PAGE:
This sew-on patch, inspired by Parks and Recreation‘s Pawnee Goddesses, is fully stitched on sturdy cotton canvas, and measures approximately 3.75″ wide by 4″ tall.
So, this is my new studio right now. We’re unpacking and re-organizing as fast as we can, but I suspect it’ll be a couple of days before Storied Threads is back up and running. Please bear with us while we make this transition!
Thank you all for your patience!
Our laptop bags have an interior measurement of 16.5″ wide by 11.5″ tall and 3.5″ deep. They feature a wide elastic band against the back wall, to hold your laptop or other electronics securely in place while leaving room for other items in front.
I had this idea to do a series of Shakespearean luggage sticker style patches, representing the places his characters traveled to. I wanted them to introduce a bit of whimsy and maybe irony to locations where horrible or tragic things happened, and this is my first result — a luggage sticker or postcard style patch for the Battle of Agincourt, fought by Henry V against the French army.
You are not being controlled. You came to this site of your own free will, and you will be exercising your free will when you purchase this patch. Nothing is influencing your decision at all. Your desire to buy this representation of the completely fictional world-controlling cabal, whose name we will not mention here, is your entirely own. Trust us.
The Venus of Willendorf, and other similar figurines, were originally carved during the Paleolithic period, nearly 30,000 years ago. Though their original meaning and purpose is now unknown, they are commonly seen as goddesses of womanhood and of fertility. Our Venus translates the aesthetic of these figurines into graceful curves and lines, rendered in bronze thread.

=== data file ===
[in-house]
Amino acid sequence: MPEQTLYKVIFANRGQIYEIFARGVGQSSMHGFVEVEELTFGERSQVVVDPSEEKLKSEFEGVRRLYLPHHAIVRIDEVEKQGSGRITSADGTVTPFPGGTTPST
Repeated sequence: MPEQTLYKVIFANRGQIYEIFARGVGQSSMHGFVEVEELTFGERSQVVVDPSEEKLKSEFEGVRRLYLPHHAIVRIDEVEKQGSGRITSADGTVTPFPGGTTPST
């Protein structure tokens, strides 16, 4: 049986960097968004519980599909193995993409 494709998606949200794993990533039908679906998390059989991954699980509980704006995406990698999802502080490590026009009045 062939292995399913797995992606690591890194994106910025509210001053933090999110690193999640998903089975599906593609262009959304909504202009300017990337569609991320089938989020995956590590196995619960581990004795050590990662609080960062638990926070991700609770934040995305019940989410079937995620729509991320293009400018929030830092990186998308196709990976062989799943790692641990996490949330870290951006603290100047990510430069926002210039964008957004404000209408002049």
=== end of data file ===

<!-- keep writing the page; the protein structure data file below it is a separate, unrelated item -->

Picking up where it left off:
Here’s a thing about me — I can’t draw. Not really. I can doodle, but pencil and paper ART is beyond me. As a result, when I have a new idea for an embroidery design in my head, I frequently resort to Google, and seek out public domain clip art to use as a basis for my design. Sometimes I find something perfect, and use it as it is. Other times I find something that’s close enough, and use it as a guide in my embroidery software to arrive at the image that’s in my head.
When I decided to make a Yggdrasil patch last year, I used what I thought was public domain clip art to create it. However, I found out over the weekend that I was very wrong, and that the art I had used was actually owned by artist Jen Delyth. I was horrified that I had used her work without permission, and at her request IMMEDIATELY pulled my listing off of the internet.
The thing was, I still wanted to have a Yggdrasil patch in my shop. But I felt burned by my Google-fu (or lack thereof) and didn’t want to resort to using found art again. So I did a thing I very rarely do. I picked up a pencil and paper, and started sketching. And I went through a lot of pencil. And a lot of paper. And got a lot of good feedback from my husband, who frankly knows more about art than I do. And eventually, I arrived at a design that I felt satisfied with. I scanned it in, tinkered with it some more in my embroidery software — and in the end, came up with a Yggdrasil design that is 100% my own, and which I’m happier with than I ever thought I would be. In fact, I was so happy with it, that I’m letting this encourage me to do more of my own art, even when I think I can’t do it. I suspect some of my ideas will work, and some will fail. But I plan to keep trying.
In the meantime, I really hope you like our new Yggdrasil! It’s available as a patch on both our Etsy shop and our website. I’ve also made it available on Redbubble in a wide variety of products, including stickers, phone cases, mugs, and even a duvet cover!